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Bug #55477 crypt() returns inconsistent hashes for non-ASCII characters
Submitted: 2011-08-22 12:47 UTC Modified: 2011-08-22 13:29 UTC
From: christian at pingdom dot com Assigned:
Status: Not a bug Package: *Encryption and hash functions
PHP Version: 5.3.7 OS: Linux
Private report: No CVE-ID: None
 [2011-08-22 12:47 UTC] christian at pingdom dot com
Description:
------------
Hashes generated with crypt() (using Blowfish) on PHP 5.3.5 or 5.3.3 cannot be validated on 5.3.7, if the hashed strings contain non-ASCII characters. The reverse is also true, if the hashes were generated on 5.3.7, they cannot be validated on 5.3.3 or 5.3.5.

Test script:
---------------
$passwords = array(
    // these hashes were generated on PHP 5.3.5-1ubuntu7.2 with Suhosin-Patch (cli) (built: May  2 2011 23:00:17)
    'brownfox' => '$2a$07$usesomesillystringforeD/hyr5e1bWX2PzwckMuCRNQMTrQNr72',
    'Boxkämpfer' => '$2a$07$usesomesillystringfore36pVDWFz65CbxoLgSgVURqHWU4yEqye',
    'щастлива' => '$2a$07$usesomesillystringforeoM7K1pyDjeAG1F42k34MP.tbiMnNcy.',
    'Põdur' => '$2a$07$usesomesillystringfore1iPxMN9wh4Cr2oVR6nmdILWylX9D0iO',
);

foreach ($passwords as $password => $hash)
{
    $computedHash = crypt($password, $hash);
    if ($computedHash == $hash)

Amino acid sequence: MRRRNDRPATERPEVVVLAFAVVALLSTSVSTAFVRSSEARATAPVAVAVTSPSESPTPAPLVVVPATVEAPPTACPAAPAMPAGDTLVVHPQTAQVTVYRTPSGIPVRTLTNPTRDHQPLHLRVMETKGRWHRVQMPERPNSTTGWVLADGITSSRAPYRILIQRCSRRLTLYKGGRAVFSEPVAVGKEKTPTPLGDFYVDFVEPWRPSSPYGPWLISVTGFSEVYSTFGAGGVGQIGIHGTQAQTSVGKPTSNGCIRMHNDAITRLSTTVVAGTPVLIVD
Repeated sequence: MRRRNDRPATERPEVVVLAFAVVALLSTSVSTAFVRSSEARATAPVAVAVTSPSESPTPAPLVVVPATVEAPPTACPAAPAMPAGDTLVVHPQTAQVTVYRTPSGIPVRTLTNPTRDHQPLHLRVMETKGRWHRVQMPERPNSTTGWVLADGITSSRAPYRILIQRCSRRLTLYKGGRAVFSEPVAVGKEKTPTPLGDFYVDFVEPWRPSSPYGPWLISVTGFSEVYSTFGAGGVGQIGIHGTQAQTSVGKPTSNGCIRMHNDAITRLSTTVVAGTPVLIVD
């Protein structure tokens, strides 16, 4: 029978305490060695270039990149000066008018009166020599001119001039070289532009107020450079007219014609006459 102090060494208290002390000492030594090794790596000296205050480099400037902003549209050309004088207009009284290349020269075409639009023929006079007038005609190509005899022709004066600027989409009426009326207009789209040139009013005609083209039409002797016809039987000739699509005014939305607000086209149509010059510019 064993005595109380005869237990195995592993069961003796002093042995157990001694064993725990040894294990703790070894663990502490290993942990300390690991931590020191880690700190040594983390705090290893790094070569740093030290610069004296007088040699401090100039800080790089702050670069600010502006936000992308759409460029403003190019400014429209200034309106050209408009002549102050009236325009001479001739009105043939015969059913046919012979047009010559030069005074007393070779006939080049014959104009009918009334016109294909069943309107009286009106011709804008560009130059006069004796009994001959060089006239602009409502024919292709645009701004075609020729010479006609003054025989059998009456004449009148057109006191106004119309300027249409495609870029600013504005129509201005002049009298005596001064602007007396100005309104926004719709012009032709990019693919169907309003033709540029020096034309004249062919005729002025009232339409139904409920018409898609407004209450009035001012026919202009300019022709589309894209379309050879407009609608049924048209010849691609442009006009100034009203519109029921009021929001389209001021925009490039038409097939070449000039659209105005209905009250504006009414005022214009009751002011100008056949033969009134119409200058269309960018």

{
        echo "hash OK\n";
    }
    else
    {
        echo "hash FAIL ($hash != $computedHash)\n";
    }
}


Expected result:
----------------
hash OK
hash OK
hash OK
hash OK


Actual result:
--------------
hash OK
hash FAIL ($2a$07$usesomesillystringfore36pVDWFz65CbxoLgSgVURqHWU4yEqye != $2a$07$usesomesillystringforeelZZJE6VQ2/DIcx1J.D.htZuAQIV43S)
hash FAIL ($2a$07$usesomesillystringforeoM7K1pyDjeAG1F42k34MP.tbiMnNcy. != $2a$07$usesomesillystringforevg24bYcXKv2WUiCZvAH627ba6aubiNC)
hash FAIL ($2a$07$usesomesillystringfore1iPxMN9wh4Cr2oVR6nmdILWylX9D0iO != $2a$07$usesomesillystringforeuqJNc6ZnvGzLGss/.ZcwQdygkbYamRq)


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History

AllCommentsChangesGit/SVN commitsRelated reports
 [2011-08-22 13:04 UTC] pajoye@php.net
-Type: Security +Type: Bug
 [2011-08-22 13:29 UTC] bjori@php.net
-Status: Open +Status: Bogus
 [2011-08-22 13:29 UTC] bjori@php.net
This is expected, see http://www.openwall.com/lists/announce/2011/06/21/1

You need to use $2x$ for non-ascii, sorry :(
 [2011-08-22 15:21 UTC] solar at openwall dot com
This is definitely the expected behavior, but saying that $2x$ should be used for non-ASCII is not entirely correct (and is a dangerous thing to say).  If it were this simple, we'd do it in PHP itself, but we had good reasons not to.  More specifically:

The change as implemented in PHP 5.3.7+ favors security and correctness over backwards compatibility, but it also lets users (admins of PHP app installs) use the new $2x$ prefix on existing hashes to preserve backwards compatibility for those and incur the associated security risk until all such passwords are changed (using $2a$ or $2y$ for newly changed passwords).